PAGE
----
The output of or gate 50 is connected to the data (D) input of flip-flop 52. The master true (MQ) output of flip-flop 52 is connected to the D input of slave flip-flop 53. The slave true output (SQ) is further connected to the input of each of drivers 56 and 57. The slave false output (SQB) is connected to the input of driver 58. Driver 56 may be, for example, a four fan-out expansion driver, while drivers 57 and 58 may be, for example, twelve fan-out expansion drivers.
FIG. 2 is a truth table for the circuit of the preferred embodiment of the present invention. It can be seen that the table defines the outputs produced by the transparent flip-flop of this invention. LTH means low-to-high transition, MQ is the state of the internal master latch of the logic macro, i.e. the state of flip-flop 52, and SQ', MQ' and SQB' are previous states of Q, MQ, and QB.
The table of FIG. 2 provides the necessary information to determine the output of the logic macro (SDO) on output line 62 in accordance with any one of a variety of signal combinations appear at input lines 21-29. In a first example, if CLR input line 29 is made active (high) while all other inputs are low, flip-flops 52 and 53 will be cleared and the SDO output at output line 62 will be low, the Q output at line 63 will also be low and it follows that the QB output on line 64 will be high. If the PSET input line 23 is the only active input, the master/slave flip-flops 52 and 53 will be set and the SDO output at output line 62 as well as the Q output at line 63 will be high, while the QB output on line 64 will be low. This result is clear from the truth table of FIG. 2 and can be seen as well by reviewing the diagram of FIG. 1 where it is readily apparent that CLR input line 29 is directly connected to clear flip-flops 52 and 53, and PSET input line 23 is directly connected to set flip-flops 52 and 53.
Another example of what can be read from the table of FIG. 2 involves the transparency feature of this invention. When the signal at TEN input line 27 is high and the signal at SCAN input input line 22 is low, the table reveals that data appearing at D input line 26 will be passed directly through to SDO output line 62. The hardware to accomplish this result is found in FIG. 1. When line 27 is high and line 22 is low, the signal from line 22 will pass through invertor 34 to enable its input to AND gate 42. Thus as a data signal appears at input line 26, it will be free to pass through gate 42 and thence through OR gate 50 to the D inputs, in turn, of master/slave flip-flops 52 and 53. The signal finally appears unchanged at SDO output line 62. Note that the signal from TEN input line 27 will also disable NAND gate 45. This means that the output of gate 45 will be low thus disabling AND gate 46 to prevent any clock signals from CP input line 28 from reaching the CP input on master flip-flop 52. The output of gate 45 will also pass through invertor 47 to present a high signal to NOR gate 48, thus preventing any clock pulses from reaching the CP input of slave flip-flop 53.
Yet another reading to be taken from the table of FIG. 2 is that when both of input lines 24 and 25 (EN1 and EN2) are high and a clock signal appears on CP input line 28, data appearing at D input line 26 will be stored in the flip-flop circuitry of this invention. Conversely, if either of EN1 or EN2 input lines 24 and 25 is low and a clock signal appears at line 28, then previous data is "held" by the pair of flip-flops 52 and 53.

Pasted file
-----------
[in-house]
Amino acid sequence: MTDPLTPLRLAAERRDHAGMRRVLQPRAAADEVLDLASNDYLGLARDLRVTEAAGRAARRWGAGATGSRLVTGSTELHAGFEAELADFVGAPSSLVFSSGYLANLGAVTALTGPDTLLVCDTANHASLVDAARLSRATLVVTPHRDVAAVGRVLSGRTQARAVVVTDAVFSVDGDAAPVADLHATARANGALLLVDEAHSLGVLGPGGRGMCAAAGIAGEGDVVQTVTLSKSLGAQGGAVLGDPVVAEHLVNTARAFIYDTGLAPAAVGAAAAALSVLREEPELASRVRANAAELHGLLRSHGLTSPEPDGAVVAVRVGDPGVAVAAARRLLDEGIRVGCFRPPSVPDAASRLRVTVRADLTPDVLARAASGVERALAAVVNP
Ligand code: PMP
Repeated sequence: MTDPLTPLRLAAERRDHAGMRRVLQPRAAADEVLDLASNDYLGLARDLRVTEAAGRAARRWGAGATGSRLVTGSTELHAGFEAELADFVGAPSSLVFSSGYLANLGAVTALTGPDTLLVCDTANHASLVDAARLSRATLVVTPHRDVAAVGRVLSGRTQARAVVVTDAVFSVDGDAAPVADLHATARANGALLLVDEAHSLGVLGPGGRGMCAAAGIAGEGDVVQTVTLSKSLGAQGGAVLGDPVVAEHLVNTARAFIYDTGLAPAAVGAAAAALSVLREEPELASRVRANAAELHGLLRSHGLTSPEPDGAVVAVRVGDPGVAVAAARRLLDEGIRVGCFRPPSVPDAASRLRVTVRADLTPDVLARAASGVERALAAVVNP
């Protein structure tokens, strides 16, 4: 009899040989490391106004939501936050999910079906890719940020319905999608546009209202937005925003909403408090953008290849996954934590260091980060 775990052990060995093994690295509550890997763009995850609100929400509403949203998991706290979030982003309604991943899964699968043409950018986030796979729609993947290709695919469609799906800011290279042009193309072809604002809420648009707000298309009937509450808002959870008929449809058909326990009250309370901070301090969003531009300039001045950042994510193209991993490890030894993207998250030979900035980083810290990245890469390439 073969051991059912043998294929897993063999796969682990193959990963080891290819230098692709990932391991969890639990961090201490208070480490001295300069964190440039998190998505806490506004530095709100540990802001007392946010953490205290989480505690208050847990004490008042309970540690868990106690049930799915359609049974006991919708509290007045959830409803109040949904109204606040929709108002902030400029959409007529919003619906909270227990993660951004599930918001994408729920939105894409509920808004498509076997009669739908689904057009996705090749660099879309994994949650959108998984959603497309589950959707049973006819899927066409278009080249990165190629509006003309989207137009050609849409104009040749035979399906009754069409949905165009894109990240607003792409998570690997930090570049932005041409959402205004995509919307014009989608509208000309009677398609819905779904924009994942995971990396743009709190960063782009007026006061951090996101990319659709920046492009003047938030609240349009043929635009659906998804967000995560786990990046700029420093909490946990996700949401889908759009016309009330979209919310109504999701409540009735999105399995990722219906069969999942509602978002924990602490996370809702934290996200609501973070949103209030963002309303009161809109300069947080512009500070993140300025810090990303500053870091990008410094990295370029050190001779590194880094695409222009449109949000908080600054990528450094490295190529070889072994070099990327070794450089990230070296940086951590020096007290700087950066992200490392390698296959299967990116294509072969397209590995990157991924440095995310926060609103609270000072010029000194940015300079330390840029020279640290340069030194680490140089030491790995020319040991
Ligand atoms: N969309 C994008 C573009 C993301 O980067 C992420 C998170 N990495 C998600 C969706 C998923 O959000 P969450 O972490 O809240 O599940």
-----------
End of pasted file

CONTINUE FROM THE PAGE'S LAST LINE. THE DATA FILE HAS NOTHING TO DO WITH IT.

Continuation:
The above set of examples are indicative of how the truth table of FIG. 2 can be used to read the operation of the apparatus of this invention as shown in the logic block diagram of FIG. 1. As a last example, assume that both SDI input line 21 and SCAN input line 22 are active (high). This will enable gate 31 to in turn enable OR gate 50 and pass the SDI signal to the D input of master flip-flop 52. However, the transparency feature will not be invoked because the signal at input lines 22 and 27 will enable NAND gate 45 which will in turn enable one input to AND gate 46 so that clock pulses appearing on line 28 will be passed to the CP input of flip-flops 52 and 53 thus causing the master/slave pair to act as a normal latching flip-flop when receiving scan data input.
Having thus described the preferred embodiments of the present invention, those of skill in the art will readily appreciate the other useful embodiments within the scope of the claims hereto attached.
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|U.S. Classification||327/202, 327/219|
|Sep 10, 1993||AS||Assignment|
Owner name: UNISYS CORPORATION, PENNSYLVANIA
Free format text: ASSIGNMENT OF ASSIGNORS INTEREST;ASSIGNORS:BYERS, LARRY L.;ARRAUT, FERNANDO W.;REEL/FRAME:006701/0804;SIGNING DATES FROM 19930831 TO 19930907
|Nov 9, 1993||AS||Assignment|
Owner name: UNISYS CORPORATION, PENNSYLVANIA
Free format text: ASSIGNMENT OF ASSIGNORS INTEREST;ASSIGNOR:SEPPA, DALE K.;REEL/FRAME:006757/0705
Effective date: 19931026
|Dec 8, 1998||REMI||Maintenance fee reminder mailed|
|May 16, 1999||LAPS||Lapse for failure to pay maintenance fees|
|Jul 13, 1999||FP||Expired due to failure to pay maintenance fee|
Effective date: 19990516